House votes to curb Syrian refugees, snubs Obama

Associated Press

Washington — The House has rebuked President Barack Obama by ignoring his veto threat and approving a Republican bill erecting fresh barriers for Syrian and Iraqi refugees trying to enter the United States.

Thursday’s passage came on a 289-137 vote — exceeding the two-thirds majority that would be needed to override a veto. Michigan’s nine Republicans approved the legislation, while the five Democrats rejected it.

The roll call came after White House officials visited the Capitol and lobbied Democrats to oppose the legislation. Dozens of them ended up joining Republicans, anyway, and supporting the measure.

The curbs would in effect suspend the entry of Syrian and Iraqi refugees into the U.S. for months or years.

Republicans said tighter restrictions are needed following last week’s Paris terrorist attacks. Obama and most Democrats said the system was already safe and the U.S. shouldn’t abandon its tradition of accepting refugees.

On the House floor Thursday, Detroit Democratic Rep. John Conyers, ranking member of the House Judiciary Committee, said the Republicans’ refugee bill represents “election-year pandering to the xenophobia that rears up from threats from abroad .”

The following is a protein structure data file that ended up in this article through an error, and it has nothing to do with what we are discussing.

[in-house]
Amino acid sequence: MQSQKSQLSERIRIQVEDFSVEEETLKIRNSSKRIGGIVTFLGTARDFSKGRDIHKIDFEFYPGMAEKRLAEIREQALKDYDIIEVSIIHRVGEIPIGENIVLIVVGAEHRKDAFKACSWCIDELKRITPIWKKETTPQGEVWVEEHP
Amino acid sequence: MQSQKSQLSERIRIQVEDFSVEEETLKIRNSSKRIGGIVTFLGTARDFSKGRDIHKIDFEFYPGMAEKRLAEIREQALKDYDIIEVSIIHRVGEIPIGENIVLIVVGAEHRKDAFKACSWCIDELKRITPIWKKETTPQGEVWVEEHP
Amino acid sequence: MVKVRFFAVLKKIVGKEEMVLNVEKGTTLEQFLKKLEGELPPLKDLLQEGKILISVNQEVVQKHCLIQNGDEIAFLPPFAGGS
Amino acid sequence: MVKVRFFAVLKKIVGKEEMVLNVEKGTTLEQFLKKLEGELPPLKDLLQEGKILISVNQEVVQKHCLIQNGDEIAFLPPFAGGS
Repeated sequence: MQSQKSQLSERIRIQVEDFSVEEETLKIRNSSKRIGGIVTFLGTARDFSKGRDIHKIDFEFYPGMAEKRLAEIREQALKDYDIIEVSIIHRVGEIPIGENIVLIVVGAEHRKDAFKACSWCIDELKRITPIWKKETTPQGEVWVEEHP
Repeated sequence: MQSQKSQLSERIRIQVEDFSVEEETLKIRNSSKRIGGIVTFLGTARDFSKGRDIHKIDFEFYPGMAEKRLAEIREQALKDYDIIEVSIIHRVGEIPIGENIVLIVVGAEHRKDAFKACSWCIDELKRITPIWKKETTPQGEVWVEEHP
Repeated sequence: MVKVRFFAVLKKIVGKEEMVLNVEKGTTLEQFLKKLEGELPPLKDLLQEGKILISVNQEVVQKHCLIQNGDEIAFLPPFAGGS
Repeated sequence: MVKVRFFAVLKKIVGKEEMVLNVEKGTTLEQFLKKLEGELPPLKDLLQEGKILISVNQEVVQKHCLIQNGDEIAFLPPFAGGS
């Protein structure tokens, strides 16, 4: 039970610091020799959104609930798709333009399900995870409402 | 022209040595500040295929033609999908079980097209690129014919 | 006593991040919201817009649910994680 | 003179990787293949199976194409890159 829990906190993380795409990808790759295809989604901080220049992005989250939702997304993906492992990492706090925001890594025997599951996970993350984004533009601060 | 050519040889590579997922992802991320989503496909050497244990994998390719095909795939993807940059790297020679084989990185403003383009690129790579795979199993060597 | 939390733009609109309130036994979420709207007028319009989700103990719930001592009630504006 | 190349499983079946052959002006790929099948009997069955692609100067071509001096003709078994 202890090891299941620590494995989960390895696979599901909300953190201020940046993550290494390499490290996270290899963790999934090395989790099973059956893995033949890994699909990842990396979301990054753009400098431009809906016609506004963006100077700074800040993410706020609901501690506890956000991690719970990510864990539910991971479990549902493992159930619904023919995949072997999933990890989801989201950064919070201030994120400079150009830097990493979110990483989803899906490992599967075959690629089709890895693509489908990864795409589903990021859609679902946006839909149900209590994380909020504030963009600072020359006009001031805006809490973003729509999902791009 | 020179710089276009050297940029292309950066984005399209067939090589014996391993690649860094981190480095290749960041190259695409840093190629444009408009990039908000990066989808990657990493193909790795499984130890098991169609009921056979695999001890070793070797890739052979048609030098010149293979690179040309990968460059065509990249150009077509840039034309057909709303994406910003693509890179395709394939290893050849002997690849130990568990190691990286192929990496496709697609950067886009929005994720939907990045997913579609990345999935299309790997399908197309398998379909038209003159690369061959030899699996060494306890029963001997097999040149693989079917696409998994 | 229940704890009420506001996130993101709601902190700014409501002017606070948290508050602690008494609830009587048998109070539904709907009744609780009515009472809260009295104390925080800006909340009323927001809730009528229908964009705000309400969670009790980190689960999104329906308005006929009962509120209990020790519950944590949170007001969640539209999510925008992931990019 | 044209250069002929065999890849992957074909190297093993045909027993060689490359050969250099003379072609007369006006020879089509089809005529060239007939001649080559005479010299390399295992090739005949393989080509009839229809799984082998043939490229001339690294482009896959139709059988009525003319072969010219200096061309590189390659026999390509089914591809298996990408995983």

While urging vigilance, Conyers called the legislation an “extreme overreaction” to the latest security concerns raised by the Paris attacks.

“Instead of slamming our doors to the world’s most vulnerable, we should be considering legislation to strengthen and expand refugee programs,” he said.

“The bill before us today is not a serious effort to legislate, and it will not make us safer. It is a knee-jerk reaction, as evidenced by the fact that this measure — introduced just two days ago — has not been the subject of a single hearing or of any meaningful review by our committee.”

Rep. Trey Gowdy, R-North Carolina, pushed back against comments by Obama that critics of refugee resettlement were scared of widows and orphans, who comprise the majority of Syrian refugees brought to the United States since 2011.

Gowdy, chairman of the House Judiciary Subcommittee on Immigration and Border Security, said he is worried about policy that creates more widows and orphans, stressing that national security officials don’t have the appropriate information to vet refugee applicants from failed nation-states.

“Given the consequences of reconciling the risk wrongly, how much risk is this administration willing to take?” he said. “When it comes to public safety, we have to be successful all of the time. Those who wish to do us harm only have to be successful once.”

Detroit News staff writer Melissa Nann Burke contributed.